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I have an array with multiple structs. When i ask the user to enter data the first time everything works but when i ask again for the next position in the array the program crashes. If this method doesn't work souldn't the program crash in the beginning? Is something wrong with malloc?

#include <stdio.h>
#include <stdlib.h>
#include <string.h>

struct student {
    char name[50];
    int semester;

struct prof {
    char name[50];
    char course[50];

struct student_or_prof {
    int flag;
    int size;
    int head;
    union {
        struct student student;
        struct prof prof;
struct student_or_prof *stack;

void init(int n)
   stack = malloc(n);


int push(struct student_or_prof **pinx,int *head,int n)
    char name[50];

    printf("\nn= %d\n",n);
     printf("\nhead= %d\n",*head);
        printf("Stack is full.\n");
        return 1;

    char x;
    printf("Student or Professor? [s/p] ");
     getchar() != '\n';


        getchar() != '\n';
       pinx[*head]->flag = 0;

       printf("\n\nGive student's name: ");

       printf("\nGive student's semester: ");

       printf("\nName = %s\tSemester = %d",pinx[*head]->student.name,pinx[*head]->student.semester);

    else if(x=='p')
        getchar() != '\n';
       pinx[*head]->flag = 1;

       printf("\n\nGive professor's name: ");

       printf("\nGive course: ");

       printf("\nName = %s\tCourse = %s\n",pinx[*head]->prof.name,pinx[*head]->prof.course);

    printf("\nhead= %d\n",*head);


int main()
    int n,i;
  printf("Give size: ");



    return 0;
share|improve this question
How many student_or_prof nodes do you think will fit in the memory allocated with this stack = malloc(n); ? –  WhozCraig Mar 27 at 21:42

3 Answers 3

up vote 1 down vote accepted

You need to malloc the structure not n

malloc(sizeof(struct student_or_prof)*n)


And your code crashes again because pinx is a double pointer, so this operation is not valid:

pinx[*head]->flag = 0;

this is equivalent to:

*(pinx + *head)->flag = 0;

Since you are not changing what stack points to, you are better off using a single pointer instead of a double pointer.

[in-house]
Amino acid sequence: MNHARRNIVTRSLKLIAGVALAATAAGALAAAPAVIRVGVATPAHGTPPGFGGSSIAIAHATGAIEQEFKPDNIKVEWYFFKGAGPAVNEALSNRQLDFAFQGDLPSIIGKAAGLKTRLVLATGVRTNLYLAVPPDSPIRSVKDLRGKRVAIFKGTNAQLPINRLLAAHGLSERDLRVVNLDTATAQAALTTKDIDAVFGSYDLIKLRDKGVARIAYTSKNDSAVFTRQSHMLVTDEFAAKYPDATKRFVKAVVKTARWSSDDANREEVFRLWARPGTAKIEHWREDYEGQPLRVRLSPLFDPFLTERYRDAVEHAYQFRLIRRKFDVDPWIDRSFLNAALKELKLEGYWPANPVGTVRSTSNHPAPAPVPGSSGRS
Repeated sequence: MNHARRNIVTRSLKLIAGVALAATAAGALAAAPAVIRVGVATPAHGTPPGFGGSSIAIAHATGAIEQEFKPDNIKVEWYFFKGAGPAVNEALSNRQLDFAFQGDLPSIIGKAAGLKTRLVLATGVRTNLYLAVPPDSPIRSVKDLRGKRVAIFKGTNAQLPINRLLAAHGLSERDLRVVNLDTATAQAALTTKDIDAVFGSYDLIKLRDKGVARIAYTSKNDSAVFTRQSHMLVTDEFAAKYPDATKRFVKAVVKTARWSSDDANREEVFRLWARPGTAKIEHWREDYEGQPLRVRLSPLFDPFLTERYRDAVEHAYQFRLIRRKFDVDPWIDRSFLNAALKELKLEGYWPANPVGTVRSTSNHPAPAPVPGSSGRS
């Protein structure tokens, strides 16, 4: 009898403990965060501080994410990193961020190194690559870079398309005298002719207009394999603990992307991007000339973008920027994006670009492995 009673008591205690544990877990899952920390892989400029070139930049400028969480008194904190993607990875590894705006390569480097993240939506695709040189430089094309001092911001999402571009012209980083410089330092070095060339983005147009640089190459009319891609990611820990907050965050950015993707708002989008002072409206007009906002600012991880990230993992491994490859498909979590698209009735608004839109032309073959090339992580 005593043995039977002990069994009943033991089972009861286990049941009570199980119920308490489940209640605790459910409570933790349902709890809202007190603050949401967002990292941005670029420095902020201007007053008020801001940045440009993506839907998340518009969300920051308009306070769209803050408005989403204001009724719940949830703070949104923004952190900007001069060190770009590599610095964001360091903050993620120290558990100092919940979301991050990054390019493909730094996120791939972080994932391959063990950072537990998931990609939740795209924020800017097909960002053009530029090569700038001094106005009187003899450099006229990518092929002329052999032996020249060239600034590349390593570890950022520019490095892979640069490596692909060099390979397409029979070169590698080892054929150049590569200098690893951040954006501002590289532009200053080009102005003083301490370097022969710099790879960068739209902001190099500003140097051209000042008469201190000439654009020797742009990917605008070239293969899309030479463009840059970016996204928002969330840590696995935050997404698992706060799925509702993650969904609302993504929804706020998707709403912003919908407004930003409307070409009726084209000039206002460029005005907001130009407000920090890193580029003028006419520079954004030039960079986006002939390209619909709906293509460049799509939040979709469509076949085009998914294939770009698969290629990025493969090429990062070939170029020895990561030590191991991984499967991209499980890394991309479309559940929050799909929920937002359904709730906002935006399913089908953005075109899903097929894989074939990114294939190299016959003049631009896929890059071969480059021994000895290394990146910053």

So instead you should change your push API:

int push(struct student_or_prof *pinx,int *head,int n)

and call it like:

share|improve this answer
I tried that, the same crash again.... –  valkongr Mar 27 at 21:47
where does it crash? Use GDB or put some printfs to pin-point the line which is causing the crash. –  brokenfoot Mar 27 at 21:53
it crashes there pinx[*head]->flag = 0; EDIT: stack = malloc(sizeof(struct student_or_prof)*n); is it wrong? –  valkongr Mar 27 at 21:57
Check my updated ans. –  brokenfoot Mar 27 at 22:06
They will remain in the stack. You are passing the address of stack and then doing changes on that address. So, this can be done using a single pointer. Double pointer is an overkill. –  brokenfoot Mar 27 at 22:13

malloc allocates the given number of bytes.

You have to multiply n with the size of your struct, to allocate enough memory.

share|improve this answer
Of course you are right but i've tried that and it crashes again –  valkongr Mar 27 at 21:59

pinx does not point to an array, so pinx[*head] is going to access invalid memory unless *head is zero.

I think you meant (*pinx)[*head] , which accesses the N-th element of the array you allocated via malloc. For example (*pinx)[*head].prof.name etc.

BTW, your head number doesn't seem to be used at all, except for exp1.head, maybe it'd be better to remove head from the struct, and just have a single variable head?

share|improve this answer
No i really need head there. Everything is good now actually , brokenfoot gave me what i need –  valkongr Mar 27 at 22:41
OK, good to hear. However if you ever decide you want push to be able to increase the capacity of the stack (e.g. you want to allow people to enter names without having to specify the count beforehand), you may need to return to the pointer-to-pointer version. –  Matt McNabb Mar 27 at 22:51

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